Everyone can remember from one’s own childhood or adolescent days how the textbooks themselves inadvertently or so served us with communal, gender, racial or even caste stereotypes. And not only textbooks, the material which was presented before us as ‘children’s literature’ was also loaded with different types of biases. For example, a painstaking research on the four decade journey of a very popular comic series  ‘Amar Chitra Katha’ which was instrumental in influencing at least two generations of people reveals how it :

“...fed into the idea of nation as religion in the sense that the nation transcended any specific identity based on region, locality, class, gender, caste, sect or religious group, it also contributed to the idea of an all-encompassing national religion. Yet the use of a religious vocabulary to convey a sense of the nation as sacred coincided bizarrely with a critique of the so called obscurantist and dogmatic aspects of religions. In a complementary move, the religion of the majority, Hinduism, then needed to be identified with the nation.” 8

Mere browsing of textbooks would make one thing absolutely clear why for the students it is bit difficult to take a stand if they are asked say pros and cons of dictatorship or say caste system. If they are not told about crimes against humanity perpetrated earlier and the perpetrators behind them, if textbooks end up in glossing over all such inconvenient details how can they comprehend that history is no mere collection of facts put chronologically but much more.

Coming to second world war one can hardly find suitable textbook having detailed information about the killings of innocents during those dark period, about the organising of concentration camps and how Hitler had prophesised all these things in his book magnum opus Mein Kampf. For example how many students have heard about Aushwitz concentration camp, remembered as the site of largest mass murder in a single location in human history, where a majority of the victims were just put inside a gas chamber where they died immediate death after inhaling a poisonous gas like cyanide.

A less discussed aspect of these textbooks as well as other popular and even to some extent scholarly literature seems to be the aversion to look at the past critically regarding fascination of a section of  people, mainly leaders - especially of the right wing - towards Mussolini as well as Hitler in precolonial times.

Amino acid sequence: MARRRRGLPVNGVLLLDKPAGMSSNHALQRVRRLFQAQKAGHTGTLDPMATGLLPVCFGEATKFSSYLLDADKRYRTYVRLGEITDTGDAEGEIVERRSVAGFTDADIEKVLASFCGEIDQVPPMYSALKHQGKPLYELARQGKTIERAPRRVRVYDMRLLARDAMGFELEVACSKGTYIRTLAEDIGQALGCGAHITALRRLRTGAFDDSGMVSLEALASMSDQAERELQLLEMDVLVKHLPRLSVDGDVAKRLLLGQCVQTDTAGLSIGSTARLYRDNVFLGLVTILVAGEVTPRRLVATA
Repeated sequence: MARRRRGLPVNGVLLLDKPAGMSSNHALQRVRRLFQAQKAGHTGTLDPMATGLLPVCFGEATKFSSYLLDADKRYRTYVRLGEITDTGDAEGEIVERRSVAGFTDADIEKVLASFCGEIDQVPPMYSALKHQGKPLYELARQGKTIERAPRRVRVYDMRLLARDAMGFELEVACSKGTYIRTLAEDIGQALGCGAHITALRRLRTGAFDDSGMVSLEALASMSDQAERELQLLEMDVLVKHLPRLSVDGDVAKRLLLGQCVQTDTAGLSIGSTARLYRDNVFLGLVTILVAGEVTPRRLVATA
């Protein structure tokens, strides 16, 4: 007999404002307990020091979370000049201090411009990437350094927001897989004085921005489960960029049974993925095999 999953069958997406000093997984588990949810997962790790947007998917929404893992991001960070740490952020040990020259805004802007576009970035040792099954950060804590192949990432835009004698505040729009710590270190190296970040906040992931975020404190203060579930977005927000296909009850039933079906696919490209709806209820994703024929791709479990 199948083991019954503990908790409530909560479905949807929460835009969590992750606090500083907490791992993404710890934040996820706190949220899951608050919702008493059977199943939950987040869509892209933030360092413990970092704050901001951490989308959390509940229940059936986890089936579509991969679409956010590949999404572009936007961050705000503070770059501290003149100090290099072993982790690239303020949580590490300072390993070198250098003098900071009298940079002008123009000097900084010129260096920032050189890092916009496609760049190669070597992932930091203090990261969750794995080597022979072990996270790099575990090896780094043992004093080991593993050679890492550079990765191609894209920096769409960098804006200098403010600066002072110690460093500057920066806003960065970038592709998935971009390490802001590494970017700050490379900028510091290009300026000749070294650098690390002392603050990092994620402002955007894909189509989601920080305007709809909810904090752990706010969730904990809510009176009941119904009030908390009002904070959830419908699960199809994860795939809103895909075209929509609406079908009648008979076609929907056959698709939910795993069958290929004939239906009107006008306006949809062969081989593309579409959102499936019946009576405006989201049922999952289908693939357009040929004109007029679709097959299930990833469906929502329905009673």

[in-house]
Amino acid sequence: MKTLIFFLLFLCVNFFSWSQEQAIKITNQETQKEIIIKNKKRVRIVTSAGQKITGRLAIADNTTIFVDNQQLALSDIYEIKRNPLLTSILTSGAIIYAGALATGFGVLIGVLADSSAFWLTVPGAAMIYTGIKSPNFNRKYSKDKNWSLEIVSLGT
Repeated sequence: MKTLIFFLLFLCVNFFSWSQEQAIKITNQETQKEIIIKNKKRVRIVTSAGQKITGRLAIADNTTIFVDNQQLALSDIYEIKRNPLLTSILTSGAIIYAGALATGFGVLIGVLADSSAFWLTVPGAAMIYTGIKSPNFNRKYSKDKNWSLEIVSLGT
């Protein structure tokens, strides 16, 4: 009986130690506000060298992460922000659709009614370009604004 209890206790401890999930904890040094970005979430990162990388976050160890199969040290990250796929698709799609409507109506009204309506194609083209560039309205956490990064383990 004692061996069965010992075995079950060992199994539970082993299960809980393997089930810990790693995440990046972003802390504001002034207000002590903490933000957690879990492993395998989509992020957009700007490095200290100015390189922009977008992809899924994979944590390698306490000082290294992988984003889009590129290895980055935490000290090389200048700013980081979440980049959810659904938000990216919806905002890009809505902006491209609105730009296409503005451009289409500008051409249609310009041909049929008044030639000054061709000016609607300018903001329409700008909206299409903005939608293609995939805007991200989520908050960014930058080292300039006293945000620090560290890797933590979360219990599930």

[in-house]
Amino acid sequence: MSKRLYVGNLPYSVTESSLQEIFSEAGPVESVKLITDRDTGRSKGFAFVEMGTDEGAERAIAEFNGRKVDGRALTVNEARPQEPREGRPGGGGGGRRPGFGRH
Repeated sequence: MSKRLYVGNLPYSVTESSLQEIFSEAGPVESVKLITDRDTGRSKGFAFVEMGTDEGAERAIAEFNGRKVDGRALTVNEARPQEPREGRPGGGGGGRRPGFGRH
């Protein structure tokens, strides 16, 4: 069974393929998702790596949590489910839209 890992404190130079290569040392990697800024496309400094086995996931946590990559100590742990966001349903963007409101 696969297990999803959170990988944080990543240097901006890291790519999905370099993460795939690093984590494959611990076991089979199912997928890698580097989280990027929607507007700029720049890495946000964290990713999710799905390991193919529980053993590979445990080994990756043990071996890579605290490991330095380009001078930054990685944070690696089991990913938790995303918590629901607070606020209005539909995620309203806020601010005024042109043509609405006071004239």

In her exhaustive writeup ‘Hindutva’s Foreign Tie ups in 30s’ 9MarziaKasolaritells :

..To them fascism appeared to be an example of conservative revolution. This concept was discussed at length by the Marathi press right from the early phase of the Italian regime. From 1924 to 1935 Kesri regularly publicised editorials and articles about Italy, fascism and Mussolini. What impressed the Marathi journalists was the socialist origin of fascism and the fact that the new regime seemed to have transformed Italy from a backward country to a first class power. Indians could not know then that behind the demagogic rhetoric of the regime there was very little substance....

In the same article she revisits the issue :

Apart from the militants of the main Hindu organisations there is reason to think that the Indian and particularly Marathi public opinion also was exposed to the views of some newspapers which echoed Savarkar’s declarations or published articles in favour of the dictators. In 1939 The Mahratta published a series of articles in favour of the international policy of Italy and Germany  whileKesri of December 8 and 15, 1939 published an article bearing the title failure of democracy and rise of fascism. There the same interpretation already expressed during the 1920s was repeated according to which fascism arose from the crisis of democracy. Fascism of obviously considered superior to democracy.

In fact India has on record many leaders - especially of the right wing - who have been unashamed supporters of Mussolini, Hitler and their policies.

A question can be posed which aspects of Fascism appealed to the HindutvaSupremacists ?

One, militarisation of society

Second, transformation of society exemplified by shift from chaos to order.

For Marzia Kosolari :